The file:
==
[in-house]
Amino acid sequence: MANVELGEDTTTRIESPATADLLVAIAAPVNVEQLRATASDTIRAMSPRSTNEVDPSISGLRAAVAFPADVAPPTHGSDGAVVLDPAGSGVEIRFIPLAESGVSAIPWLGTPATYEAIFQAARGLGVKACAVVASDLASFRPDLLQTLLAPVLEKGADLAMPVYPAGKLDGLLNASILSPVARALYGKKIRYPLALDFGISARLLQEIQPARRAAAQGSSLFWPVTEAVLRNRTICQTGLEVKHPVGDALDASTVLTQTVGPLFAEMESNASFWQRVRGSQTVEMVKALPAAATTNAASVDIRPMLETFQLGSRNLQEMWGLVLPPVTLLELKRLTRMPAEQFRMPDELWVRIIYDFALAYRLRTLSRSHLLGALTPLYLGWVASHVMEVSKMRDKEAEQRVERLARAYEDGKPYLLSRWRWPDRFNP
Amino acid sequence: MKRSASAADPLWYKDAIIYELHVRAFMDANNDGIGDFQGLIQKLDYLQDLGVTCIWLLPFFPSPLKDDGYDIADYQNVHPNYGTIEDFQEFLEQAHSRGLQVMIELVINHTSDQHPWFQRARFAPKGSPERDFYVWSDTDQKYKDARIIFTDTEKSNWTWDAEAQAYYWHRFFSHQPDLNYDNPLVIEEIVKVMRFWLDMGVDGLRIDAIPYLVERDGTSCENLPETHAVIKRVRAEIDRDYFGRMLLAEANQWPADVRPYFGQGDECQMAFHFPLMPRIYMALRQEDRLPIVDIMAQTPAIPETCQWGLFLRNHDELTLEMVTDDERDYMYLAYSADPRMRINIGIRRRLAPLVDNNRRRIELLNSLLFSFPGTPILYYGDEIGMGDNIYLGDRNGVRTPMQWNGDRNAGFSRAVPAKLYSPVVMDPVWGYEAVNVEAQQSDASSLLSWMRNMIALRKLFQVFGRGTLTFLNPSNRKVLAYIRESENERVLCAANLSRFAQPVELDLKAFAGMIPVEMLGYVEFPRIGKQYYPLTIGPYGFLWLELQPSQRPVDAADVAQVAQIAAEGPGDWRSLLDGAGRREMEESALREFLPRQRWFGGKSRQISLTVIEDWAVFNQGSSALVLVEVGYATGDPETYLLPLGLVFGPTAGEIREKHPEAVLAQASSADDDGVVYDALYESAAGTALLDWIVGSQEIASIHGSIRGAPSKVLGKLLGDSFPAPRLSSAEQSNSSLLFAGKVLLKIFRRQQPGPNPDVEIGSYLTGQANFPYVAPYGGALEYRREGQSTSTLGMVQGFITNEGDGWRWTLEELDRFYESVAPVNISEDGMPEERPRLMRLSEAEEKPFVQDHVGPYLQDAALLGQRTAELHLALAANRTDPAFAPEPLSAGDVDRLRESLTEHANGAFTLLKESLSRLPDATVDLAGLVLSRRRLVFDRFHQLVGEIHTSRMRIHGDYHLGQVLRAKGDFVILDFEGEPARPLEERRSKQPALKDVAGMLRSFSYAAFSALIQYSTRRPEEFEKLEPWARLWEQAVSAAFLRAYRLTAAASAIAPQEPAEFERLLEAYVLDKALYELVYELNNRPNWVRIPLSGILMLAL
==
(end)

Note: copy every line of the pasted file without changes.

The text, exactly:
[in-house]
Amino acid sequence: MANVELGEDTTTRIESPATADLLVAIAAPVNVEQLRATASDTIRAMSPRSTNEVDPSISGLRAAVAFPADVAPPTHGSDGAVVLDPAGSGVEIRFIPLAESGVSAIPWLGTPATYEAIFQAARGLGVKACAVVASDLASFRPDLLQTLLAPVLEKGADLAMPVYPAGKLDGLLNASILSPVARALYGKKIRYPLALDFGISARLLQEIQPARRAAAQGSSLFWPVTEAVLRNRTICQTGLEVKHPVGDALDASTVLTQTVGPLFAEMESNASFWQRVRGSQTVEMVKALPAAATTNAASVDIRPMLETFQLGSRNLQEMWGLVLPPVTLLELKRLTRMPAEQFRMPDELWVRIIYDFALAYRLRTLSRSHLLGALTPLYLGWVASHVMEVSKMRDKEAEQRVERLARAYEDGKPYLLSRWRWPDRFNP
Amino acid sequence: MKRSASAADPLWYKDAIIYELHVRAFMDANNDGIGDFQGLIQKLDYLQDLGVTCIWLLPFFPSPLKDDGYDIADYQNVHPNYGTIEDFQEFLEQAHSRGLQVMIELVINHTSDQHPWFQRARFAPKGSPERDFYVWSDTDQKYKDARIIFTDTEKSNWTWDAEAQAYYWHRFFSHQPDLNYDNPLVIEEIVKVMRFWLDMGVDGLRIDAIPYLVERDGTSCENLPETHAVIKRVRAEIDRDYFGRMLLAEANQWPADVRPYFGQGDECQMAFHFPLMPRIYMALRQEDRLPIVDIMAQTPAIPETCQWGLFLRNHDELTLEMVTDDERDYMYLAYSADPRMRINIGIRRRLAPLVDNNRRRIELLNSLLFSFPGTPILYYGDEIGMGDNIYLGDRNGVRTPMQWNGDRNAGFSRAVPAKLYSPVVMDPVWGYEAVNVEAQQSDASSLLSWMRNMIALRKLFQVFGRGTLTFLNPSNRKVLAYIRESENERVLCAANLSRFAQPVELDLKAFAGMIPVEMLGYVEFPRIGKQYYPLTIGPYGFLWLELQPSQRPVDAADVAQVAQIAAEGPGDWRSLLDGAGRREMEESALREFLPRQRWFGGKSRQISLTVIEDWAVFNQGSSALVLVEVGYATGDPETYLLPLGLVFGPTAGEIREKHPEAVLAQASSADDDGVVYDALYESAAGTALLDWIVGSQEIASIHGSIRGAPSKVLGKLLGDSFPAPRLSSAEQSNSSLLFAGKVLLKIFRRQQPGPNPDVEIGSYLTGQANFPYVAPYGGALEYRREGQSTSTLGMVQGFITNEGDGWRWTLEELDRFYESVAPVNISEDGMPEERPRLMRLSEAEEKPFVQDHVGPYLQDAALLGQRTAELHLALAANRTDPAFAPEPLSAGDVDRLRESLTEHANGAFTLLKESLSRLPDATVDLAGLVLSRRRLVFDRFHQLVGEIHTSRMRIHGDYHLGQVLRAKGDFVILDFEGEPARPLEERRSKQPALKDVAGMLRSFSYAAFSALIQYSTRRPEEFEKLEPWARLWEQAVSAAFLRAYRLTAAASAIAPQEPAEFERLLEAYVLDKALYELVYELNNRPNWVRIPLSGILMLAL